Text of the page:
Drunk Mom, which will be published in America on May 27th, is a discomforting read. It’s bare-naked honesty about addiction and families will make a lot of people uncomfortable, especially those with idealized versions of what motherhood and womanhood “should” mean. It’s by far one of the best memoirs that I’ve ever read (and yes, I’m including Wild in that) both for it’s candor and bravery and for her narration.  I understand addiction all the better with once-again-sober Jowita Bydlowska as the Charon to this Hades, our guide to the underworld.

I called Bydlowska in Canada where she lives with her now-five-year-old son.

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Weekend Shut-In Worksheet: Listen To Monophonics, Watch “Hannibal” & Make Your Own Deodorant (Seriously)

Weekend Shut-In Worksheet: Listen To Monophonics, Watch "Hannibal" & Make Your Own Deodorant (Seriously)

Activities are wonderful, but sometimes, it’s fine to want to shut the world out for a couple of days, and make some serious time for you. Don’t be afraid of FOMO, either. There will always be another party, another pub crawl, another picnic. The time you’ll spend indulging in the things you want to do, alone, are well worth it. Here’s a handy list of awesome things to do this weekend! 
Keep reading »

Frisky Q&A: Hip Mama Editor Ariel Gore Talks Parenthood, Abuse & Her New Memoir

ariel-gore-the-end-of-eve

Mother’s Day is when advertising distills motherhood down to home-cooked brunch, a bracelet, or a fragrant bouquet. But for far too many people, the relationship with their mom is a complicated one. Not all mothers have been nurturing and caring; not all daughters and sons have overcome the trauma of their childhoods as adults.  There can be a lot of love in a mother-child relationship, but also a deep well of pain. That’s why The End Of Eve: A Memoir, by Ariel Gore, is the perfect antidote to Mother’s Day.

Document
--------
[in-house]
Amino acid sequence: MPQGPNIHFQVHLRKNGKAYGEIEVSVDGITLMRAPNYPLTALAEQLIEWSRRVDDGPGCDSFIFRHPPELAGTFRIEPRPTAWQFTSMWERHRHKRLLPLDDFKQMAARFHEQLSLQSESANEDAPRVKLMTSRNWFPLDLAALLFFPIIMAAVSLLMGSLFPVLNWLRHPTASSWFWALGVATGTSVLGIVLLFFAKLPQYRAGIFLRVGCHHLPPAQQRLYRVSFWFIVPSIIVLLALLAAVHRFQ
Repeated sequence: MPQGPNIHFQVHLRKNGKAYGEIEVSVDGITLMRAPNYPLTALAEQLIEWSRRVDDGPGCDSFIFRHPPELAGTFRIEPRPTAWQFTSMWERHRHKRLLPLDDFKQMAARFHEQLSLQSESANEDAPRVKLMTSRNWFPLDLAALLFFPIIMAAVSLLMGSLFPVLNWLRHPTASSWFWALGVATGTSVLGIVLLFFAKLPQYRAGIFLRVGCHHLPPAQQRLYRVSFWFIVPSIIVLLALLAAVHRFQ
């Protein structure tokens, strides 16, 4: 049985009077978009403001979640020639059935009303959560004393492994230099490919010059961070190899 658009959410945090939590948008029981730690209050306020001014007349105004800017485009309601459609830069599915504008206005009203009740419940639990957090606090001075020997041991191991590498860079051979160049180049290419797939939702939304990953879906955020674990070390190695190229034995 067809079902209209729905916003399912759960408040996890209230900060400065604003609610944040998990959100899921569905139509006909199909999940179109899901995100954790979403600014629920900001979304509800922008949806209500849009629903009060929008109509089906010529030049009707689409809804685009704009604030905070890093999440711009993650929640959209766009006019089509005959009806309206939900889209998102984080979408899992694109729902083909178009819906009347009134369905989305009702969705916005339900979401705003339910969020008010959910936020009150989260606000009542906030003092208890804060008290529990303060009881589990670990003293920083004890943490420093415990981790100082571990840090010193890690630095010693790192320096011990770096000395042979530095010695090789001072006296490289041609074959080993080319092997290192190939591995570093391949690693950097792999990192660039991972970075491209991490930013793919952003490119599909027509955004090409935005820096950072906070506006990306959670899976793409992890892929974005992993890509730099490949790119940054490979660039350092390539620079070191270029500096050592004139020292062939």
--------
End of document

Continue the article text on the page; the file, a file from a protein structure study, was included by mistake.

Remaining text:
Several years ago, Gore, who is the editor of Hip Mama magazine, was happily in a relationship with her partner and raising a college-aged daughter and a toddler son, when she got some news. Her narcissistic, emotionally abusive mother, Eve, announced she had cancer.

So, Gore and her family picked up their lives and moved to spend the last couple of years caring for Eve — who, in turn, made everyone’s lives difficult in every possible way, like reporting Gore and her partner to Child Protective Services for (nonexistent) child abuse. But Gore was dedicated to both caring for her sick mom and trying to keep her relationship with her girlfriend together.

As a memoirist, Ariel Gore is gifted: she is able to tell a heartbreaking story of illness and betrayal with the perfect mix of respect, humor and irreverence. I called Gore at home to talk about The End Of Eve, which I absolutely devoured. Our conversation is after the jump!

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An Excerpt From Save The Date: The Occasional Mortifications Of A Serial Wedding Guest